3 of 4 people found the following review helpful
The kind of escapist novel that I really wanted to escape from.,
This review is from: Back to Bologna (Aurelio Zen Mystery) (Paperback)
This is the last of the Zen novels that I shall bother to read and here is what I think about them:
Dibdin has created a main character who is neither credible nor likable nor interesting. He may have mitigated this problem in the early novels of the series by convoluted plotting, but eventually he ran out of ideas, or got bored, and then utilised the rather lazy smokescreen of (a) a kaleidoscope of geographical settings (all of which were ideal holiday destinations for his English readers) and (b) silly jokes and increasingly farcical plots.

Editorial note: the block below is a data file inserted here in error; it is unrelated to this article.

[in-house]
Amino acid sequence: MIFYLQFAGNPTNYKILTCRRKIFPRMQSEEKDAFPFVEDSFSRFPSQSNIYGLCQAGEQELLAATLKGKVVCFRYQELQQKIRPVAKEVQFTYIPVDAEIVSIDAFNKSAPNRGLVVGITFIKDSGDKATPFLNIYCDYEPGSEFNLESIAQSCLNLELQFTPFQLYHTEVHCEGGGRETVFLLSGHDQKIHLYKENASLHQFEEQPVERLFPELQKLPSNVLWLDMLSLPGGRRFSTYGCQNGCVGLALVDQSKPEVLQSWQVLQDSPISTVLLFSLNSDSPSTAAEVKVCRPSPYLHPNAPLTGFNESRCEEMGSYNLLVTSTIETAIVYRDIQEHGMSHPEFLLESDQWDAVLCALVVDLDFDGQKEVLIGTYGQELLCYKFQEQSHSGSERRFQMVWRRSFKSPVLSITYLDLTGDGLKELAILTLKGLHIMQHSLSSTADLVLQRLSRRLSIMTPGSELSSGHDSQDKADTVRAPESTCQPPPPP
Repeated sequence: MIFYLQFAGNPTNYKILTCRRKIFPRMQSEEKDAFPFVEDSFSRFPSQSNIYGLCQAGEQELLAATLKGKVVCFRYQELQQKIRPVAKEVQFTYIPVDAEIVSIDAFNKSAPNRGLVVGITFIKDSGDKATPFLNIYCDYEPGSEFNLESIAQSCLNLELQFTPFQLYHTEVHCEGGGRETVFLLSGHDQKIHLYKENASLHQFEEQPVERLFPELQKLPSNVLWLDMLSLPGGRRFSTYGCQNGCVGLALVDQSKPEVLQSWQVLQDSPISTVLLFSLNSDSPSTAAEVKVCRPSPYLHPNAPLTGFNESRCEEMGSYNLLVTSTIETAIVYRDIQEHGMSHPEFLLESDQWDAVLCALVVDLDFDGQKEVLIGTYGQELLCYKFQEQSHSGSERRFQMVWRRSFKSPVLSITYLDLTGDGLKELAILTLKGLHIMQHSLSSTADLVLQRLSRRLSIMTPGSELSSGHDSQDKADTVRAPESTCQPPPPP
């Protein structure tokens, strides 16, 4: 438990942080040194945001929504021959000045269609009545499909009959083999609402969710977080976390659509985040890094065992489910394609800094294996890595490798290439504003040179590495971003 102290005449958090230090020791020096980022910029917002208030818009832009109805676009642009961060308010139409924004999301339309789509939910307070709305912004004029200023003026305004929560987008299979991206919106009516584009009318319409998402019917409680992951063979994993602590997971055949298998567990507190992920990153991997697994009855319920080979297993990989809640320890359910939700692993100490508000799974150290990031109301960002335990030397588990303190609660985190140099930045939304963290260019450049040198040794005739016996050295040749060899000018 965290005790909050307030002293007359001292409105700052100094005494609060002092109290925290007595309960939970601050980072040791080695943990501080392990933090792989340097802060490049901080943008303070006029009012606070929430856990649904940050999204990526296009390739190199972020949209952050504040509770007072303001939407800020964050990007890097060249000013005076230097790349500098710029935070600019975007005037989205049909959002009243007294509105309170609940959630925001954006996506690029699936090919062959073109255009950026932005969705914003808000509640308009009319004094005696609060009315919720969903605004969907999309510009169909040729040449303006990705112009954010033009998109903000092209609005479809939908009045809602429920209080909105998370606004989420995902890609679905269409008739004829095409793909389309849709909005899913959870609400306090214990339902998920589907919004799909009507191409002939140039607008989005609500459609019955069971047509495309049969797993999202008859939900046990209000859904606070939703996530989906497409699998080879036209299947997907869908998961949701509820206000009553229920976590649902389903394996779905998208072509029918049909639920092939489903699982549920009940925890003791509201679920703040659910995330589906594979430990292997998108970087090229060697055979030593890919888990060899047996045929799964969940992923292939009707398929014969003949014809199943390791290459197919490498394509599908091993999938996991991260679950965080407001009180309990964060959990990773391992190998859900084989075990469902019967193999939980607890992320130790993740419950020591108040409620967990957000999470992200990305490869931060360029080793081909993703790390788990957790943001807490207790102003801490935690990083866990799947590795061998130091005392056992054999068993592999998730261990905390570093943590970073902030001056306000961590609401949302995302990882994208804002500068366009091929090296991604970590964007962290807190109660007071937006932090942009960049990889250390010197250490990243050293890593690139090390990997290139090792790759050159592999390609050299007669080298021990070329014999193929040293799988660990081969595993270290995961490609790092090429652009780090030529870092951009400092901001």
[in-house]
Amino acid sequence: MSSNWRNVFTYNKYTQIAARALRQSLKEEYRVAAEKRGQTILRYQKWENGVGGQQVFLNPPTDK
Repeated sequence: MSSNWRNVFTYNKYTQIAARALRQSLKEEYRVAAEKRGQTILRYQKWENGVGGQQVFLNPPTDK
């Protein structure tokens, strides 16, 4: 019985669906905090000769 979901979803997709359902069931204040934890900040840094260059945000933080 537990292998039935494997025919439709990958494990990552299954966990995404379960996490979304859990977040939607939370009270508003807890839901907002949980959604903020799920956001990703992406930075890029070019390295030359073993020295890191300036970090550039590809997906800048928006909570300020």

Back to Bologna is a great example of this. The plot is ridiculous and Zen's participation in it is pretty much peripheral.
What perhaps annoys me most of all is the arrogance and rudeness of the writer who uses a foreign country as a setting for his work for the sole purpose of mocking that country. Really, Mr Dibdin, the only country that an Englishman should be mocking is England. Anything else is a piece of supreme bad manners. The guest should not mock the home of his host.
On page 217 of this book, Dibdin gives an exceedingly thin excuse for the plot of this novel. (Rodolfo's conversation with Ugo about writing a detective novel.) How irritating that he fully recognised that this book is a lame parody and yet still insulted his readers by submitting it to his publisher. Shame on you, Mr Dibdin.